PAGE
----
1416507167 / 9781416507161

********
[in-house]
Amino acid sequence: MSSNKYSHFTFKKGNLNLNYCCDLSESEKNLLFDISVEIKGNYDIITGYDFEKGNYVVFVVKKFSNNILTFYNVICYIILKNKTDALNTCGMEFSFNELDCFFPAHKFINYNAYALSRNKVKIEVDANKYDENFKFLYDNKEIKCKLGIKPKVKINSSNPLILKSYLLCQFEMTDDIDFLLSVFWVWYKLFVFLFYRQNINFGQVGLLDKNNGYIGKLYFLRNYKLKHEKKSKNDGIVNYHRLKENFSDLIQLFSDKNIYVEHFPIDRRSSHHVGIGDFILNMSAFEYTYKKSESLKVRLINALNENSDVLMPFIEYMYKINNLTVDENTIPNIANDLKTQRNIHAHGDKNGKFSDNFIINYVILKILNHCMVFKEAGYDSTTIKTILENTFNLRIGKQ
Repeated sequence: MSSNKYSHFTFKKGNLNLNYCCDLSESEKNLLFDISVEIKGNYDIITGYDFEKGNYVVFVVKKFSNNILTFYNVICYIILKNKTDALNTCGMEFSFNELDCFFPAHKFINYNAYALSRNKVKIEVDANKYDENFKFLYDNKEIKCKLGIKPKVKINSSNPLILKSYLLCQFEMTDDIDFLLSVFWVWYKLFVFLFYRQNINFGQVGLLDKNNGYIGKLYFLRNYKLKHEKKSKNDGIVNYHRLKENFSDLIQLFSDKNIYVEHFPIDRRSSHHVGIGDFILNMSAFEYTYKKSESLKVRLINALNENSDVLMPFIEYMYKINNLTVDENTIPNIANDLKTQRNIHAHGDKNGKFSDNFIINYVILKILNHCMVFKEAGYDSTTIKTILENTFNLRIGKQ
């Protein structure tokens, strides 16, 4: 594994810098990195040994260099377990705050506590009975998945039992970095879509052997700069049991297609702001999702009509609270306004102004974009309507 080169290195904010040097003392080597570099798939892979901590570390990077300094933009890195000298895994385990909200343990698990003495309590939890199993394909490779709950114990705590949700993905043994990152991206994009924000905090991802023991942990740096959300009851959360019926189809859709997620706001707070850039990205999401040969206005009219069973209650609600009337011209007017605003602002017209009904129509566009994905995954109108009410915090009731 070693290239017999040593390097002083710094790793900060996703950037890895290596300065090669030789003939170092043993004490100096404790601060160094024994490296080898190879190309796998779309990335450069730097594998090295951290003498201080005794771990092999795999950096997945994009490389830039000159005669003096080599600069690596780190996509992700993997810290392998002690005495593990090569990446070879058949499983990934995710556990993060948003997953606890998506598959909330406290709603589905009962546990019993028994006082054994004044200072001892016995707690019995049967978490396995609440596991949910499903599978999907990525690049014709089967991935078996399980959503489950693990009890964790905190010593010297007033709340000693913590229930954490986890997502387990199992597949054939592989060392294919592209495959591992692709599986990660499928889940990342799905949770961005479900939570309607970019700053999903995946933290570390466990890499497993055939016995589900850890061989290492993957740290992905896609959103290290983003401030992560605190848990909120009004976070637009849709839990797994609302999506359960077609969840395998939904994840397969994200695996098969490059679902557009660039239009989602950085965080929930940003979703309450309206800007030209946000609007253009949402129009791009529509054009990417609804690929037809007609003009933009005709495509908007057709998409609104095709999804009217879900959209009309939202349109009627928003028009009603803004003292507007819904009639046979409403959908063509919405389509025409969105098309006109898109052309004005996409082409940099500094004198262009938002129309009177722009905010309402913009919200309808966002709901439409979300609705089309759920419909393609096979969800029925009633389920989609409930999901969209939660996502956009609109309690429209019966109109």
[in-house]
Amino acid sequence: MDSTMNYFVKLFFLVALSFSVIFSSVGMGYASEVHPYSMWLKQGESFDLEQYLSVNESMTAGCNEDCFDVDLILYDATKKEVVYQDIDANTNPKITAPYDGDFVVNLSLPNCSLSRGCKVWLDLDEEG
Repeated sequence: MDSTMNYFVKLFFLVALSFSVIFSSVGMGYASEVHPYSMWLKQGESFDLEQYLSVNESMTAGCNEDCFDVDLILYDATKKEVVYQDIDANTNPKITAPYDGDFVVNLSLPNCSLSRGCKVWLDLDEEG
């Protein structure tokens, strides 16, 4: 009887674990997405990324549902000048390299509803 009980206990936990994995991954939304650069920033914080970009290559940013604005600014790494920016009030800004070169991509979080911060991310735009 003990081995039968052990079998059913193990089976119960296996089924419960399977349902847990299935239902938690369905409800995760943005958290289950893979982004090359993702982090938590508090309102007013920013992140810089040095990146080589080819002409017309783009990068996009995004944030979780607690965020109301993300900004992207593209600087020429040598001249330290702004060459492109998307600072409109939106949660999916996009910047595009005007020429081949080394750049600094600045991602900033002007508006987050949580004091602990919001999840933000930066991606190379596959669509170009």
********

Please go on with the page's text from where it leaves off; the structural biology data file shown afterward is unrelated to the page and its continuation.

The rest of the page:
Abraham St. Charles was dead according to the letter his wife Marguerite had received from the army. She had left him on their wedding day because she knew that when he said he'd give her time to change, that he was going to enlist. And because she was pregnant. Marguerite was afraid of the war and afraid for her unborn child so she went to France with her father. But when he found out that she was with child even before she eloped with Bram St. Charles, he disowned her. She sought out her mother's relatives and they took her in. In order to earn money, Marguerite modeled for Monsuier Jolliet whose paintings of her became famous, and then so did Marguerite. She met the wealthy Algernon Bolingbrooke III and they are to be married. But on their wedding day, before hundreds of guests, the dead Bram St. Charles interrupts the ceremony by objecting that she is already his wife. His accusation causes quite a commotion and Bram makes off with Marguerite. The couple return to Bram's home in Virginia but they distrust each other. Marguerite believes her husband fought for the south and betrayed his honor and his beliefs. Bram thinks she abandodned him without any reason, except that she didn't really love him. But Bram refuses to let her go and insists that they will resume their marriage where they left off, on their wedding night. Bram worked for the newly formed Secret Service and inflltrated the southern army. Now he must complete one final assignment before he is completely discharged. His covert activities place both of them in danger and Marguerite has further cause for mistrusting him, especially when his friend implies that Bram came by his wealth by dishonorable means. But Bram and Marguerite must somehow rekindle their feelings for each other and learn to trust again.